Growing up playing board games and listening to country music with my older sister, I had a pretty fair idea of what the genre was all about. Or so I thought. Little did I know that country is — in many ways — the foundation of rock and the wellspring of rich subsets including bluegrass, alt-country, and Americana. Join me in conversations with both established and up-and-coming artists as tell us about themselves, their music, and how it fits into today’s country sound.
A vicious belt slap across the bare stomach of a woman who had miscarried thirteen times. A five-year-old so terrified that violence would erupt at an alcohol-fueled New Year’s Eve party that he shoots a gun to disrupt the scene. An ugly fistfight in a honky tonk between two women— including one suffered severe epileptic seizures for decades—over one of their husbands.
These are among the real-life images that much-honored singer-songwriter Rodney Crowell recalls from his East Texas childhood in his just-published book Chinaberry Sidewalks. Although it’s easy to assume the verbal and physical violence in the book means the story is one step away from reality television, nothing could be further from the truth.
Instead Crowell, a member of Nashville royalty who has written, produced, and otherwise collaborated with Vince Gill, Bob Seger, Emmylou Harris, Chely Wright and many others— including his ex-wife Rosanne Cash— centers the story around his parents’ love story that started and ended (in the book, anyway)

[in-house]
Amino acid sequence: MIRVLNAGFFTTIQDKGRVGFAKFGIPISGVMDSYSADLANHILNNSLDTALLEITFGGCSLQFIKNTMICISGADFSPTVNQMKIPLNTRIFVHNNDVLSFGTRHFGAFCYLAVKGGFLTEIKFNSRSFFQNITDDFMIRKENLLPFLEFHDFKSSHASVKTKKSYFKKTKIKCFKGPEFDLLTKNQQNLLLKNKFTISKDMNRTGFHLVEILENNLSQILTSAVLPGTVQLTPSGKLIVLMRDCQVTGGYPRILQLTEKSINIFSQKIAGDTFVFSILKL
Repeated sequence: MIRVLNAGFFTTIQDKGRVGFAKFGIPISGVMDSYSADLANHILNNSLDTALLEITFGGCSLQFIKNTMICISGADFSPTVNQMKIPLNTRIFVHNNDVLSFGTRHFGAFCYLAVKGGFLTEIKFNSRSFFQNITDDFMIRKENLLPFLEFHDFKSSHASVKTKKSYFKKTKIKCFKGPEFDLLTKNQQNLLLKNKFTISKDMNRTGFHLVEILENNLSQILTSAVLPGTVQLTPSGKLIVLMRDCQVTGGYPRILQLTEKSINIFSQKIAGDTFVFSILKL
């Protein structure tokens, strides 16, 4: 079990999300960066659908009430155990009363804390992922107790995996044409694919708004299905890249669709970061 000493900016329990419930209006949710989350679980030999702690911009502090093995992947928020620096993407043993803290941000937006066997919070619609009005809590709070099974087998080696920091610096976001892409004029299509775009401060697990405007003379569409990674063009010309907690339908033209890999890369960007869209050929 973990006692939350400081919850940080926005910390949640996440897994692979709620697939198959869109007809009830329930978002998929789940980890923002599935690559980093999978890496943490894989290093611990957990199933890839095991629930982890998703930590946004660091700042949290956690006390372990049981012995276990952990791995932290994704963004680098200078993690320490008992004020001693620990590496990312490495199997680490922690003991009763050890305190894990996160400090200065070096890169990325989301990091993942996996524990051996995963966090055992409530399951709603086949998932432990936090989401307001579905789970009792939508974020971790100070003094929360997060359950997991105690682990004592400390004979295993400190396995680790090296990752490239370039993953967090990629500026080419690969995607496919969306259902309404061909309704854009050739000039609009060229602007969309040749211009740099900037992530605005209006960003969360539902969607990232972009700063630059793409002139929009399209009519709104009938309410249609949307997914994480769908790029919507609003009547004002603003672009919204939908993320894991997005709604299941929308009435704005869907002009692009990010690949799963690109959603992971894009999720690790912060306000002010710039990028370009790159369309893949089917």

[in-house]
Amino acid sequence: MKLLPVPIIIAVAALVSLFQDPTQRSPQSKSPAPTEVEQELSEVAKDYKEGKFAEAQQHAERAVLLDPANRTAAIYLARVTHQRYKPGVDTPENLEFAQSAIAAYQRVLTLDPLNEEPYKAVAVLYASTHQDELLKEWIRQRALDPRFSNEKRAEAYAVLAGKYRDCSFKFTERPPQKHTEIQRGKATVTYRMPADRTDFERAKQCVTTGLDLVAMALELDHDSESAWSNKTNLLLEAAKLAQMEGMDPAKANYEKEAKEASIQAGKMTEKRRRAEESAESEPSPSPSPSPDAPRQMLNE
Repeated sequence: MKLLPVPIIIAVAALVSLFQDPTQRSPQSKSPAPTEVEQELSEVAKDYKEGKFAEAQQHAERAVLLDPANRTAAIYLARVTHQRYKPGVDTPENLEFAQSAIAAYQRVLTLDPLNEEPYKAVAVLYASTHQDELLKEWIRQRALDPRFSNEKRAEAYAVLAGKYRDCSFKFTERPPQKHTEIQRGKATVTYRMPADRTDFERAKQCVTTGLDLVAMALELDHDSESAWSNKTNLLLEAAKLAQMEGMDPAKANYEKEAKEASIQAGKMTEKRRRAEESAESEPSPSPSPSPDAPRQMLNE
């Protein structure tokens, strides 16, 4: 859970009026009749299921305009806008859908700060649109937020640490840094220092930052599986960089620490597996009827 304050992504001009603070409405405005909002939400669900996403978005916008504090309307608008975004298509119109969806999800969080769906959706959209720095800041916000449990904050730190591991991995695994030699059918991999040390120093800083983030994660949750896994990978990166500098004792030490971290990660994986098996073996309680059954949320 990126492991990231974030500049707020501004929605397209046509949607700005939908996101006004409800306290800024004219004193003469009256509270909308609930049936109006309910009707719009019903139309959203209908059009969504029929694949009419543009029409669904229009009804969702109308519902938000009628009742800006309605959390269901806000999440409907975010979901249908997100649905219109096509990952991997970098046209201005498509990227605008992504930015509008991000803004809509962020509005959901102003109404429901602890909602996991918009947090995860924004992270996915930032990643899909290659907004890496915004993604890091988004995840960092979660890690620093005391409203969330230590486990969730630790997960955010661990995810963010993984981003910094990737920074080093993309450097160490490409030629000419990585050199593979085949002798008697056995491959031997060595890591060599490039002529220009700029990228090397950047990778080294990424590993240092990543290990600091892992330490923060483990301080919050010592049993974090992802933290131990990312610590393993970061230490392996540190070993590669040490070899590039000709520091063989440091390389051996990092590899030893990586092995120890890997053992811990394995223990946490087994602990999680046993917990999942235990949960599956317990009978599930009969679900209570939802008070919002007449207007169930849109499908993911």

with the couple’s love of country legend Roy Acuff.
“To write something that personal I had to walk a fine line,” said Crowell from his Tennessee home just before the book’s January release. “I wanted its nature to never be cloying, never [appear that I was] trying to get sympathy. As a friend of mine said ‘It’s not who took the worse beating, it’s how they look standing.’”
And thanks to the brilliant writing and vivid details brought to life by Crowell, the couple that physically lived in Jacinto City, Texas, but emotionally dwelled in the music of Hank Williams, Johnny Cash, Carl Perkins and Jerry Lee Lewis, look pretty darned good.
Just before the book was released, Crowell spent some time talking with OurStage about his parents—Addie Cauzette Willoughby and J. W. Crowell— and just what their loves story means to him. Here’s some of what he had to say:
OS: Why did you choose to write this story about your parents and part of your childhood instead of writing something about your career?
RC: When I got the idea to write it, I pretty quickly I realized I’m a songwriter and there are people that know about me, but I’m not a personality that people would be interested in knowing about my career. Really, from the get go I was interested in writing something that would have to stand and create an audience based on the quality of the writing and not what I [have done professionally].
OS: It had to be difficult to write something so raw where you talk about violent encounters your parents had, your dad’s drinking and the verbal abuse.
RC: Occasionally I would get a little cold sweat and think “Wait a minute! My mom and dad aren’t living and they are not here to defend themselves.” Then I thought “Good!” (laughs). But I know my mother would have approved, and probably my father would have, too. I wrote a song “The Rock of My Soul,” that pretty much exposed in song form what this book is about. When my mother heard the song—at the end of the song I use poetic license and the narrator goes to jail—her remarks were “I don’t mind what anyone knows about me in this song but I don’t want anyone to think you went to prison.” I said “If I didn’t have a guitar and your gift of gab, I would have wound up in prison.”